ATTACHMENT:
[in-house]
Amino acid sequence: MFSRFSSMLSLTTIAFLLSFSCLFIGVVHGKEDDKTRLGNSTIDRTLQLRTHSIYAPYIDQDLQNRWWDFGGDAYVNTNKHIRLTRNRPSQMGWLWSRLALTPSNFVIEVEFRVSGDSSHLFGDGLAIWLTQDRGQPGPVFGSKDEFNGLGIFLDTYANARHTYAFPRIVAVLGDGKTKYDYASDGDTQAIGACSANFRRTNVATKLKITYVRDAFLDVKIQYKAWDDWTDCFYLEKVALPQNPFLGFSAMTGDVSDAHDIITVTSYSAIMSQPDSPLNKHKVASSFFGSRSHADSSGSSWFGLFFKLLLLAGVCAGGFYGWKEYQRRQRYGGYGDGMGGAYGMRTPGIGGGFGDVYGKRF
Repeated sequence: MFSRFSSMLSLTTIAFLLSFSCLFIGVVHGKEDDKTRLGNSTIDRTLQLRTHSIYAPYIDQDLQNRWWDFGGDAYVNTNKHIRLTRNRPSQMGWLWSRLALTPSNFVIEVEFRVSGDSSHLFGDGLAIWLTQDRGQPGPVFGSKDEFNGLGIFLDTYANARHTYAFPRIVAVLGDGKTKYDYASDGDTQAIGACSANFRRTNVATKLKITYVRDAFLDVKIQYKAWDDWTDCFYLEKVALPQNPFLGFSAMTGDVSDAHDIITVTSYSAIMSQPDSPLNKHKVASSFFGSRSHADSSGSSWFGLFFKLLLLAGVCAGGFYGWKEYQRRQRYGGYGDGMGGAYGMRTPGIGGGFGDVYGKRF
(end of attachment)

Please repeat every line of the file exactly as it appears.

[in-house]
Amino acid sequence: MFSRFSSMLSLTTIAFLLSFSCLFIGVVHGKEDDKTRLGNSTIDRTLQLRTHSIYAPYIDQDLQNRWWDFGGDAYVNTNKHIRLTRNRPSQMGWLWSRLALTPSNFVIEVEFRVSGDSSHLFGDGLAIWLTQDRGQPGPVFGSKDEFNGLGIFLDTYANARHTYAFPRIVAVLGDGKTKYDYASDGDTQAIGACSANFRRTNVATKLKITYVRDAFLDVKIQYKAWDDWTDCFYLEKVALPQNPFLGFSAMTGDVSDAHDIITVTSYSAIMSQPDSPLNKHKVASSFFGSRSHADSSGSSWFGLFFKLLLLAGVCAGGFYGWKEYQRRQRYGGYGDGMGGAYGMRTPGIGGGFGDVYGKRF
Repeated sequence: MFSRFSSMLSLTTIAFLLSFSCLFIGVVHGKEDDKTRLGNSTIDRTLQLRTHSIYAPYIDQDLQNRWWDFGGDAYVNTNKHIRLTRNRPSQMGWLWSRLALTPSNFVIEVEFRVSGDSSHLFGDGLAIWLTQDRGQPGPVFGSKDEFNGLGIFLDTYANARHTYAFPRIVAVLGDGKTKYDYASDGDTQAIGACSANFRRTNVATKLKITYVRDAFLDVKIQYKAWDDWTDCFYLEKVALPQNPFLGFSAMTGDVSDAHDIITVTSYSAIMSQPDSPLNKHKVASSFFGSRSHADSSGSSWFGLFFKLLLLAGVCAGGFYGWKEYQRRQRYGGYGDGMGGAYGMRTPGIGGGFGDVYGKRF